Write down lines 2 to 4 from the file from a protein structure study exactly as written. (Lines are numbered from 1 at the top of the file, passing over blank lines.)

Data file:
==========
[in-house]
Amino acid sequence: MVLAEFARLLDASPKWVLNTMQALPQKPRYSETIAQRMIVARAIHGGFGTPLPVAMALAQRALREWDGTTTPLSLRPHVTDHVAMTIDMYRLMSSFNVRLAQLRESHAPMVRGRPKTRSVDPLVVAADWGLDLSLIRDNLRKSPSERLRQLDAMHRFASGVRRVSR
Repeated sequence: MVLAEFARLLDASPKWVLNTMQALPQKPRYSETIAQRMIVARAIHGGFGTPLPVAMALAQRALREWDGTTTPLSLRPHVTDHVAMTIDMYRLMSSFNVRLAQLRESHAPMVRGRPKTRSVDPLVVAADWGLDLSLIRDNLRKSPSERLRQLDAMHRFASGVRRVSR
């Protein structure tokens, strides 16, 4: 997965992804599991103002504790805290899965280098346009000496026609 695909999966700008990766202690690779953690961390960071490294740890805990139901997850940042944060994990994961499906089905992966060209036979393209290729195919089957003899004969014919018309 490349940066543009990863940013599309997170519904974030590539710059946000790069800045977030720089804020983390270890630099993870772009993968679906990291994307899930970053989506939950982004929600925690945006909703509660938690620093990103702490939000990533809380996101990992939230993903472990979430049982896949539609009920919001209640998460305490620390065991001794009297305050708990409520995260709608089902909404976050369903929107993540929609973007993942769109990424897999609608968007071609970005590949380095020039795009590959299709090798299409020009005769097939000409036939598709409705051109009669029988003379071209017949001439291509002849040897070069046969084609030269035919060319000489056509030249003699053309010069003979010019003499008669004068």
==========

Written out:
Amino acid sequence: MVLAEFARLLDASPKWVLNTMQALPQKPRYSETIAQRMIVARAIHGGFGTPLPVAMALAQRALREWDGTTTPLSLRPHVTDHVAMTIDMYRLMSSFNVRLAQLRESHAPMVRGRPKTRSVDPLVVAADWGLDLSLIRDNLRKSPSERLRQLDAMHRFASGVRRVSR
Repeated sequence: MVLAEFARLLDASPKWVLNTMQALPQKPRYSETIAQRMIVARAIHGGFGTPLPVAMALAQRALREWDGTTTPLSLRPHVTDHVAMTIDMYRLMSSFNVRLAQLRESHAPMVRGRPKTRSVDPLVVAADWGLDLSLIRDNLRKSPSERLRQLDAMHRFASGVRRVSR
């Protein structure tokens, strides 16, 4: 997965992804599991103002504790805290899965280098346009000496026609 695909999966700008990766202690690779953690961390960071490294740890805990139901997850940042944060994990994961499906089905992966060209036979393209290729195919089957003899004969014919018309 490349940066543009990863940013599309997170519904974030590539710059946000790069800045977030720089804020983390270890630099993870772009993968679906990291994307899930970053989506939950982004929600925690945006909703509660938690620093990103702490939000990533809380996101990992939230993903472990979430049982896949539609009920919001209640998460305490620390065991001794009297305050708990409520995260709608089902909404976050369903929107993540929609973007993942769109990424897999609608968007071609970005590949380095020039795009590959299709090798299409020009005769097939000409036939598709409705051109009669029988003379071209017949001439291509002849040897070069046969084609030269035919060319000489056509030249003699053309010069003979010019003499008669004068």